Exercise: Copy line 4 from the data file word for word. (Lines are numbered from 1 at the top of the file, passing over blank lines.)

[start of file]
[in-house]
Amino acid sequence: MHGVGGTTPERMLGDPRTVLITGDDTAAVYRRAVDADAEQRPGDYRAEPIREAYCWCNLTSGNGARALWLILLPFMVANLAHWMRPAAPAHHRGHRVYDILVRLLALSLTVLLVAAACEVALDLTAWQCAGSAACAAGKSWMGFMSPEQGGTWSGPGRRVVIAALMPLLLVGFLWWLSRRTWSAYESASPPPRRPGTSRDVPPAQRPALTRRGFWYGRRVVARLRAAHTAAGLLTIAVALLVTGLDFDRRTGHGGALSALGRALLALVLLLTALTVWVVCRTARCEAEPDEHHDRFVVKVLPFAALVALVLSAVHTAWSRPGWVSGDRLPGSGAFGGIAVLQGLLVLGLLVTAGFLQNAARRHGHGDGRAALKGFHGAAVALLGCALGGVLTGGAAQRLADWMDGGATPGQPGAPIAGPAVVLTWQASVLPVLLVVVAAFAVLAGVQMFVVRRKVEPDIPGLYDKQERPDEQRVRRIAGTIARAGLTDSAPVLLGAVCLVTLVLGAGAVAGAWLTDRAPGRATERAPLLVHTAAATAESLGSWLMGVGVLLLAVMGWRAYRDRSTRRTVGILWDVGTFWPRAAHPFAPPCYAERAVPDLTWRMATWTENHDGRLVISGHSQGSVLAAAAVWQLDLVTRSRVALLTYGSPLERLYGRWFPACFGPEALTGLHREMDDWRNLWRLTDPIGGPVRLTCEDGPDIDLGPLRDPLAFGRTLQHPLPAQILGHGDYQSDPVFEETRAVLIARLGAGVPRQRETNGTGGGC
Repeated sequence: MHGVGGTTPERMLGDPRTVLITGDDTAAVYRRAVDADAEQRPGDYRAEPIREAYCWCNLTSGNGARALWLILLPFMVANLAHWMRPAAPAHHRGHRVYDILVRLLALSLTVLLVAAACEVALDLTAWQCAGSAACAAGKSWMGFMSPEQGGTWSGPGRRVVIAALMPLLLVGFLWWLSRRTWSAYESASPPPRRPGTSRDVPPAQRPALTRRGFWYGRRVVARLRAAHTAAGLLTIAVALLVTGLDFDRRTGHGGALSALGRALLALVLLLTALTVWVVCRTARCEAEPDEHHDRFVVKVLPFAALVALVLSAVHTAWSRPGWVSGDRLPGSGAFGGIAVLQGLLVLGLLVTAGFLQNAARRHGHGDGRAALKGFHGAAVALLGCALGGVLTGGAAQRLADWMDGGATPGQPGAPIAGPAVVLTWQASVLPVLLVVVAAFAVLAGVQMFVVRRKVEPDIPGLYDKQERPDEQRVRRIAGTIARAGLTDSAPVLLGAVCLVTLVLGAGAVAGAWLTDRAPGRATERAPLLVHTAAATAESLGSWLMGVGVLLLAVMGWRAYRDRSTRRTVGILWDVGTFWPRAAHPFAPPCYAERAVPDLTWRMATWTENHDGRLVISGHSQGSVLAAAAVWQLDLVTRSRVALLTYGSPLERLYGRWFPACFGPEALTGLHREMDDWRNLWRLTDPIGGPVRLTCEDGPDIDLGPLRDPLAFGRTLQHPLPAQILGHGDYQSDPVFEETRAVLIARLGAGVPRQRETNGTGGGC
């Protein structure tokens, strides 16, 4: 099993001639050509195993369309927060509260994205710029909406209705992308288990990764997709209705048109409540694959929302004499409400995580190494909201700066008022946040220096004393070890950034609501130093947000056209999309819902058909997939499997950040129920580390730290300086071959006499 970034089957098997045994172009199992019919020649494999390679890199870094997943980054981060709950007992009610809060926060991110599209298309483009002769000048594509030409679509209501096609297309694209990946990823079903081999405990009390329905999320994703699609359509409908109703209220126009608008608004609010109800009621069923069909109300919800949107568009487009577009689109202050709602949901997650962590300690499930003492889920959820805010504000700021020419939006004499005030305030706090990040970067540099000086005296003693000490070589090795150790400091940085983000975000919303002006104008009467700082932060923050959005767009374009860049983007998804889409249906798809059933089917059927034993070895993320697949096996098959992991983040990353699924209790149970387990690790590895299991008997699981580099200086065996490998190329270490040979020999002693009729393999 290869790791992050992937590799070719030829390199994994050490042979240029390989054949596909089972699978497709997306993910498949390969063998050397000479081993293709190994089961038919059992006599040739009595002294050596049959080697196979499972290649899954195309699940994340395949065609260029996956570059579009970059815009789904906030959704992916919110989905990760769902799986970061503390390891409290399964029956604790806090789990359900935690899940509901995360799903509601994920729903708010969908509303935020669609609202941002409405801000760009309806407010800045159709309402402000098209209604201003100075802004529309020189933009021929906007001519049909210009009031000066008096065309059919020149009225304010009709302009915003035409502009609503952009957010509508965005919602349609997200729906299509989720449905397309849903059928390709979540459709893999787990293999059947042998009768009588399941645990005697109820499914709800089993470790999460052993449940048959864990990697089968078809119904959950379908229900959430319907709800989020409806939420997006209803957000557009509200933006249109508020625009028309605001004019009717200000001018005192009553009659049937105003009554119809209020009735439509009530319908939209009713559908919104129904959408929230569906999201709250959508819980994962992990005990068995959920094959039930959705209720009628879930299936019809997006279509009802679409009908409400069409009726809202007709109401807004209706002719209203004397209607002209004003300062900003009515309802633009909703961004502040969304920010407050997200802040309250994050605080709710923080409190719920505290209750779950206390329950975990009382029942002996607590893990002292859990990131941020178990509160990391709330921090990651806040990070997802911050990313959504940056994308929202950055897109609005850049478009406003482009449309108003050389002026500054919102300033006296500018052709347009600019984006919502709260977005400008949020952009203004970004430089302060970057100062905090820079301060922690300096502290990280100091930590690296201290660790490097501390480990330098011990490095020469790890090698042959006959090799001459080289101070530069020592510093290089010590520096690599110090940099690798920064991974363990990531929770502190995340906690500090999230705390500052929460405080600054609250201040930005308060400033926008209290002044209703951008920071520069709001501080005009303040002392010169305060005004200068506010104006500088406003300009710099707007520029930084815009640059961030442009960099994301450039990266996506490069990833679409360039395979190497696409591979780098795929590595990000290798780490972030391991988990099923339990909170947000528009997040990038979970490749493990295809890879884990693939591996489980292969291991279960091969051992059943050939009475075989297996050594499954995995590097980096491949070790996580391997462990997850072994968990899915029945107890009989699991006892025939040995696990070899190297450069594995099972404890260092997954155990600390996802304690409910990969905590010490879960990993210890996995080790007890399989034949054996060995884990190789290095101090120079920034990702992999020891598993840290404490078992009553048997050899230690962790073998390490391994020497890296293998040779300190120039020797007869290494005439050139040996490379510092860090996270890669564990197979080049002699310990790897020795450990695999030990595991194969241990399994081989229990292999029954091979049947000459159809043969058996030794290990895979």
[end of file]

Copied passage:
């Protein structure tokens, strides 16, 4: 099993001639050509195993369309927060509260994205710029909406209705992308288990990764997709209705048109409540694959929302004499409400995580190494909201700066008022946040220096004393070890950034609501130093947000056209999309819902058909997939499997950040129920580390730290300086071959006499 970034089957098997045994172009199992019919020649494999390679890199870094997943980054981060709950007992009610809060926060991110599209298309483009002769000048594509030409679509209501096609297309694209990946990823079903081999405990009390329905999320994703699609359509409908109703209220126009608008608004609010109800009621069923069909109300919800949107568009487009577009689109202050709602949901997650962590300690499930003492889920959820805010504000700021020419939006004499005030305030706090990040970067540099000086005296003693000490070589090795150790400091940085983000975000919303002006104008009467700082932060923050959005767009374009860049983007998804889409249906798809059933089917059927034993070895993320697949096996098959992991983040990353699924209790149970387990690790590895299991008997699981580099200086065996490998190329270490040979020999002693009729393999 290869790791992050992937590799070719030829390199994994050490042979240029390989054949596909089972699978497709997306993910498949390969063998050397000479081993293709190994089961038919059992006599040739009595002294050596049959080697196979499972290649899954195309699940994340395949065609260029996956570059579009970059815009789904906030959704992916919110989905990760769902799986970061503390390891409290399964029956604790806090789990359900935690899940509901995360799903509601994920729903708010969908509303935020669609609202941002409405801000760009309806407010800045159709309402402000098209209604201003100075802004529309020189933009021929906007001519049909210009009031000066008096065309059919020149009225304010009709302009915003035409502009609503952009957010509508965005919602349609997200729906299509989720449905397309849903059928390709979540459709893999787990293999059947042998009768009588399941645990005697109820499914709800089993470790999460052993449940048959864990990697089968078809119904959950379908229900959430319907709800989020409806939420997006209803957000557009509200933006249109508020625009028309605001004019009717200000001018005192009553009659049937105003009554119809209020009735439509009530319908939209009713559908919104129904959408929230569906999201709250959508819980994962992990005990068995959920094959039930959705209720009628879930299936019809997006279509009802679409009908409400069409009726809202007709109401807004209706002719209203004397209607002209004003300062900003009515309802633009909703961004502040969304920010407050997200802040309250994050605080709710923080409190719920505290209750779950206390329950975990009382029942002996607590893990002292859990990131941020178990509160990391709330921090990651806040990070997802911050990313959504940056994308929202950055897109609005850049478009406003482009449309108003050389002026500054919102300033006296500018052709347009600019984006919502709260977005400008949020952009203004970004430089302060970057100062905090820079301060922690300096502290990280100091930590690296201290660790490097501390480990330098011990490095020469790890090698042959006959090799001459080289101070530069020592510093290089010590520096690599110090940099690798920064991974363990990531929770502190995340906690500090999230705390500052929460405080600054609250201040930005308060400033926008209290002044209703951008920071520069709001501080005009303040002392010169305060005004200068506010104006500088406003300009710099707007520029930084815009640059961030442009960099994301450039990266996506490069990833679409360039395979190497696409591979780098795929590595990000290798780490972030391991988990099923339990909170947000528009997040990038979970490749493990295809890879884990693939591996489980292969291991279960091969051992059943050939009475075989297996050594499954995995590097980096491949070790996580391997462990997850072994968990899915029945107890009989699991006892025939040995696990070899190297450069594995099972404890260092997954155990600390996802304690409910990969905590010490879960990993210890996995080790007890399989034949054996060995884990190789290095101090120079920034990702992999020891598993840290404490078992009553048997050899230690962790073998390490391994020497890296293998040779300190120039020797007869290494005439050139040996490379510092860090996270890669564990197979080049002699310990790897020795450990695999030990595991194969241990399994081989229990292999029954091979049947000459159809043969058996030794290990895979």